And "thanks" for not upgrading the HP driver when you installed Panther. I couldn't get anything to print at all, so I booted from Jaguar. There is an update, you know. Don't bother, I already installed it for you. Merry Christmas.

So I got the labels done in InDesign CS and I even did some bookmarks to thank the winners. You really should thank your readers, you know. Do you guys know what an effort it takes to read that newsletter every other week? It's so long! And there's no pictures. Did it ever occur to you guys to redesign the thing? Make it more like a Christmas card with a big picture and just a few words? So people could, uh, enjoy it?

But don't listen to me, what's a lowly intern know about design?

I got all the entries to the Post Office the next day when the rain let up. Who wants to get wet? Not me. I looked and that wasn't in the job description.

Gotta go now. If you have any questions, try aroma therapy. Have a Happy New Year. And next year think of something less taxing for me to do.

Your Stressed-Out Intern,

-- Lucky

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Dave's Deals

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Subscribe for Great Deals!

We deliver -- just Subscribe!

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We Have Mail

You can email us at [email protected]. You can read our Letters policy at in the FAQ.

RE: Photoshop Album

Read with interest your review of that Adobe Photoshop Album software; agree with most of your findings; further points in my opinion:

First, having bought version 1.0 when it became available, I find it very frustrating that no "upgrade price" -- I mean one that is worth the "upgrade" tag -- was offered.

Inevitably, a version 1.0 is far from perfect; the relatively short life span of the first version is telling.

The upgrade price is a disgrace for a house like Adobe, who apparently follows in Microsoft's steps and habit of abusing its strong market position.

Second, I feel cheated by the "find by color similarity" function, which was my main reason (as well as the Timeline) for choosing the Adobe software instead of competing products. Its results have an erratic degree of success, returning about 30-60 percent of your whole collection of photos and I am using a "catalogue" of some 6,000 very varied photos taken over two years.

Sure, you would expect a program teaming up with Photoshop to allow some degree of setting as to "how similar" the colors should be? If there is I could not find it, which would be telling of the user interface.

-- Marc Debacker

(As a 1.0 customer, you do get a rebate. There's a coupon in the box. 2.0 is too different from 1.0 to be easily upgraded by download. It's really a new application that just resembles the old one. So we can appreciate Adobe's requirement that everyone get the box. But we really don't like rebates (as we said in the review).... We appreciate your frustration with that feature of Find. It's a little like jumping naked into your closet to get dressed. We don't know exactly how it works, but if it just measures the number of discreet colors in each image (on import) and records how many of each are in the image (storing this data with the image record), it would only be able to select other images with a similar number of colors in similar quantities. That's probably most useful where there are few colors that take up a lot of space, rather than a photo (which may have a lot of colors, few of which dominate the image). So the more detailed your images, the less likely it's going to be helpful. -- Editor)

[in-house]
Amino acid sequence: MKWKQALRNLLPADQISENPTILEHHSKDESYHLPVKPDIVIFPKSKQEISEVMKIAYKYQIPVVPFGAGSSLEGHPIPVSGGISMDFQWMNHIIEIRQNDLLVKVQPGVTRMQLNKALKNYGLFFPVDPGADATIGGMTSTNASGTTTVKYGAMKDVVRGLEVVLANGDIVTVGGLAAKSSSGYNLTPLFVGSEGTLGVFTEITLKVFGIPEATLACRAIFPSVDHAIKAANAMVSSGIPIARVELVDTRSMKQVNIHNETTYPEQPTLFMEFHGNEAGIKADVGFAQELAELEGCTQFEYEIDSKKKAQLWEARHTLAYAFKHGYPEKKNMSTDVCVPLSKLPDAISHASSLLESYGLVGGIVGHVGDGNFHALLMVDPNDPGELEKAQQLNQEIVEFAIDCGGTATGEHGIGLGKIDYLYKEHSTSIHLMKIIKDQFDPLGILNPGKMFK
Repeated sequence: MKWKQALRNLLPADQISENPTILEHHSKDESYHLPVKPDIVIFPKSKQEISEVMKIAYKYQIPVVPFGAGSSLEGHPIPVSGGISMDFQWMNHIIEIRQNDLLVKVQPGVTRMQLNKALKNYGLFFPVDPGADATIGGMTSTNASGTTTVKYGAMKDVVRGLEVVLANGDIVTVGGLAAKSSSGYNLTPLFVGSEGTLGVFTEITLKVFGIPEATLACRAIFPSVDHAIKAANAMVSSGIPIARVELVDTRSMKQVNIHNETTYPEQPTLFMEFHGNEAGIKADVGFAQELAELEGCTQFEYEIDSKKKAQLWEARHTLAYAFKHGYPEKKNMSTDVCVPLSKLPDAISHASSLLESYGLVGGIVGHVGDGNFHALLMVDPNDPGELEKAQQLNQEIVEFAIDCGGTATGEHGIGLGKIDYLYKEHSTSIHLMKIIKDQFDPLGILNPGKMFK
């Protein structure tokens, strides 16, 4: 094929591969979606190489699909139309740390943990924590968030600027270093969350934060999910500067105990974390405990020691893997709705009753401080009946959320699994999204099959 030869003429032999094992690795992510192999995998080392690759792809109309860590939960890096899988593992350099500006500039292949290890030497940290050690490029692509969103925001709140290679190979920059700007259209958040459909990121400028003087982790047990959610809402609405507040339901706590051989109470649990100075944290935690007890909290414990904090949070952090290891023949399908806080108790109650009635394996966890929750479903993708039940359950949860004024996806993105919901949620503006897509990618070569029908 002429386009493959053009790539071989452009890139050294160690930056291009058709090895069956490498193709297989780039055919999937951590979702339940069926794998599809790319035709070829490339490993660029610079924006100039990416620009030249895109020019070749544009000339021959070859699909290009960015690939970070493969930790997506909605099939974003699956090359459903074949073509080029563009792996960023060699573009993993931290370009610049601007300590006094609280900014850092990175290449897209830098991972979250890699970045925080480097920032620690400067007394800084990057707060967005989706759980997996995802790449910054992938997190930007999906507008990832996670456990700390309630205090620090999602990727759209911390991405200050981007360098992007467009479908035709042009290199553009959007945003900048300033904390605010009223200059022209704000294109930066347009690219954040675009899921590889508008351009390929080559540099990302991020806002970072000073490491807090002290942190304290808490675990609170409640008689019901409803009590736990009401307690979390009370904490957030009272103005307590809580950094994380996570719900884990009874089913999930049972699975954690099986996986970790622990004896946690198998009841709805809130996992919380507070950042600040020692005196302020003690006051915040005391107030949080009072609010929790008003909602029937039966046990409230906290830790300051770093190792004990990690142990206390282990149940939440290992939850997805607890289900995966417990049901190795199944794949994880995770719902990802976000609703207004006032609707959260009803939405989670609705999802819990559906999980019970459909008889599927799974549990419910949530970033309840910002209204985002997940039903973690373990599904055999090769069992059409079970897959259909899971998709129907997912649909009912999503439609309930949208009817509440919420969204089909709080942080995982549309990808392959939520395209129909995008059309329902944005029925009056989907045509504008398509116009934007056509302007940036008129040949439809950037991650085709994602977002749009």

RE: That Megapixel Image

I was just looking at this item ( my other half (a librarian) found while on the Web. She knew I had visited this place when I was a kid and that I have often told her about how wide the view is out in the Southwest. This is a big digital photo!

I was reading the latest newsletter in my inbox when she mentioned it to me.

Ironically, the last item I sent you was about the tiny SiPix Blik camera. I bet you'll agree this is just as extreme ... so happy holidays.

-- Joel Wheeler

(That's funny, Joel. We wrote a little piece on that for our daily news page ( but neglected to mention it in the newsletter. Thanks for the note! -- Editor)

RE: Canon Quality

I have a question about the Canon Powershot S50. I recently purchased one and I am very happy with it.

I came across an Epinions article that claimed that "the S50 actually has a 4-megapixel CCD, but uses interpolation and an unsharp mask filter to fake 5-megapixel resolution (emphasis his)." Initially, I was shocked; but as I looked around the 'net, I couldn't find any other article or specification that backed up what he was saying. He writes about the S400 having "1200 dpi" compared to the S50's "sorrowful 1050 dpi." Aren't resolutions expressed as a two dimensional value?